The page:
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Open Access Research article

Morphological and molecular characterization of a spontaneously tuberizing potato mutant: an insight into the regulatory mechanisms of tuber induction

Lukas Fischer1*, Helena Lipavska1, Jean-Francois Hausman2 and Zdenek Opatrny1

Author Affiliations

1 Department of Plant Physiology, Charles University in Prague, Faculty of Science, Vinicna 5, CZ 128 44 Prague 2, Czech Republic

2 Department Environment and Agrobiotechnologies, Centre de Recherche Public – Gabriel Lippmann, 41, rue du Brill, L-4422 Belvaux, GD Luxembourg

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BMC Plant Biology 2008, 8:117  doi:10.1186/1471-2229-8-117

Published: 21 November 2008



Tuberization in potato (Solanum tuberosum L.) represents a morphogenetic transition of stolon growth to tuber formation, which is under complex environmental and endogenous regulation. In the present work, we studied the regulatory mechanisms and the role of different morphogenetic factors in a newly isolated potato mutant, which exhibited spontaneous tuberization (ST). The ST mutant was characterized in detail at morphological, physiological and biochemical levels.


Tuberization of the ST mutant grown in the soil was photoperiod-insensitive; predominantly sessile tubers formed directly from axillary buds even under continuous light. Single-node cuttings of the ST mutant cultured in vitro frequently formed tubers or basal tuber-like swellings instead of normal shoots under conditions routinely used for shoot propagation. The tuberization response of ST cuttings under light was dependent on sucrose, the concentration of which had to exceed certain threshold that inversely correlated with irradiance. Gibberellic acid prevented tuberization of ST cuttings, but failed to restore normal shoot phenotype and caused severe malformations. Carbohydrate analysis showed increased levels of both soluble sugars and starch in ST plants, with altered carbohydrate partitioning and metabolism. Comparative proteomic analysis revealed only a few differences between ST- and wild-type plants, primary amongst which seemed to be the absence of an isoform of manganese-stabilizing protein, a key subunit of photosystem II.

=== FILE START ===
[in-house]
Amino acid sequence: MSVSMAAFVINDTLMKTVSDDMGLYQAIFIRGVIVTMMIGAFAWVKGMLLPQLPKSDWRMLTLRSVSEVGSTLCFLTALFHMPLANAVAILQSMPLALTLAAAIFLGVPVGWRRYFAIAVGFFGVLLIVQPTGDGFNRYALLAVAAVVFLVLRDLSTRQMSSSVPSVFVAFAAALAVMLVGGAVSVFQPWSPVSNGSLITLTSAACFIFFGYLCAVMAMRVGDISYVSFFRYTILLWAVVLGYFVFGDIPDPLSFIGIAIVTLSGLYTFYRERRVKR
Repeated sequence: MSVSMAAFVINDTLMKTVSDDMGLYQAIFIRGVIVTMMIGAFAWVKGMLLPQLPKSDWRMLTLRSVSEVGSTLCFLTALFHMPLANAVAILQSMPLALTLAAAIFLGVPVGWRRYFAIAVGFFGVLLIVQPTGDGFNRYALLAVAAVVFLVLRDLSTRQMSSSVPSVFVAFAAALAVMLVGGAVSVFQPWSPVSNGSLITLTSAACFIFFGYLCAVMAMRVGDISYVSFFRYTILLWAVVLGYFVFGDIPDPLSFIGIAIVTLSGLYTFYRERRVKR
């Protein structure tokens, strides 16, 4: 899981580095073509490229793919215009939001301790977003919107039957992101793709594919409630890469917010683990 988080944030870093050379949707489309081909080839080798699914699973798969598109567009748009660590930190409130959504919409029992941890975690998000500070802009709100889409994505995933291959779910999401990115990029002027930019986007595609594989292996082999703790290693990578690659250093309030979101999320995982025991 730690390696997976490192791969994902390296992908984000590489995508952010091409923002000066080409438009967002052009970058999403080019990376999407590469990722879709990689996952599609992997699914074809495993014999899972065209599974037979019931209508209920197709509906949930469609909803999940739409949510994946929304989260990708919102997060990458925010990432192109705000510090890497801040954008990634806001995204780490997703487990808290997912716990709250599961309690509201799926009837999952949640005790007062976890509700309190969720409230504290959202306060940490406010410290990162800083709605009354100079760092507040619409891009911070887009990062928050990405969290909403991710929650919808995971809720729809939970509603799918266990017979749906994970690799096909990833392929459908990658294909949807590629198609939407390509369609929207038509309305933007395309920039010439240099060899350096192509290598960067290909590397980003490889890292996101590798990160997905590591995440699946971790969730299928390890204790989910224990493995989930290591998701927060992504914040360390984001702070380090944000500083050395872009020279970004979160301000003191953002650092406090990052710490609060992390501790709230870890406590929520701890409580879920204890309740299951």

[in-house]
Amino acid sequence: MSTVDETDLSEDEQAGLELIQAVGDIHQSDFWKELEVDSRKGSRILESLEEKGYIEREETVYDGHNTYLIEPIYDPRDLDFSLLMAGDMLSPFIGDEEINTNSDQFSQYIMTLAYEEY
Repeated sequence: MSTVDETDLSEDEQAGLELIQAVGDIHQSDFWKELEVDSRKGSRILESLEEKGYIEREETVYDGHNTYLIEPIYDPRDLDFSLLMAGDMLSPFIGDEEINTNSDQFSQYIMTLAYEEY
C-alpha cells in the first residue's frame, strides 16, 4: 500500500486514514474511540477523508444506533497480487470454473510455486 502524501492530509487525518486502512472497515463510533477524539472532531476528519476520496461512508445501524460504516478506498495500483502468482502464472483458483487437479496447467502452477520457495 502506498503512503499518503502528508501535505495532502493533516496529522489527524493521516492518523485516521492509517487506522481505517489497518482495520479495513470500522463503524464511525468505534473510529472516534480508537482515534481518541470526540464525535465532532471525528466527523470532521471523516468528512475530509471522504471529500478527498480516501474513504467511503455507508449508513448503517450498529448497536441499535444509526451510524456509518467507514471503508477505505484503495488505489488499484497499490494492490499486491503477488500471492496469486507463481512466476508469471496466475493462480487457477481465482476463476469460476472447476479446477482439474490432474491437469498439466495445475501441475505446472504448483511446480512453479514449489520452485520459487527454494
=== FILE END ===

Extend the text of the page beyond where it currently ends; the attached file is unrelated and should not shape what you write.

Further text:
ST mutant exhibits complex developmental and phenotypic modifications, with features that are typical for plants strongly induced to tuberize. These changes are likely to be related to altered regulation of photosynthesis and carbohydrate metabolism rather than impaired transduction of inhibitory gibberellin or photoperiod-based signals. The effect of gibberellins on tuberization of ST mutant suggests that gibberellins inhibit tuberization downstream of the inductive effects of sucrose and other positive factors.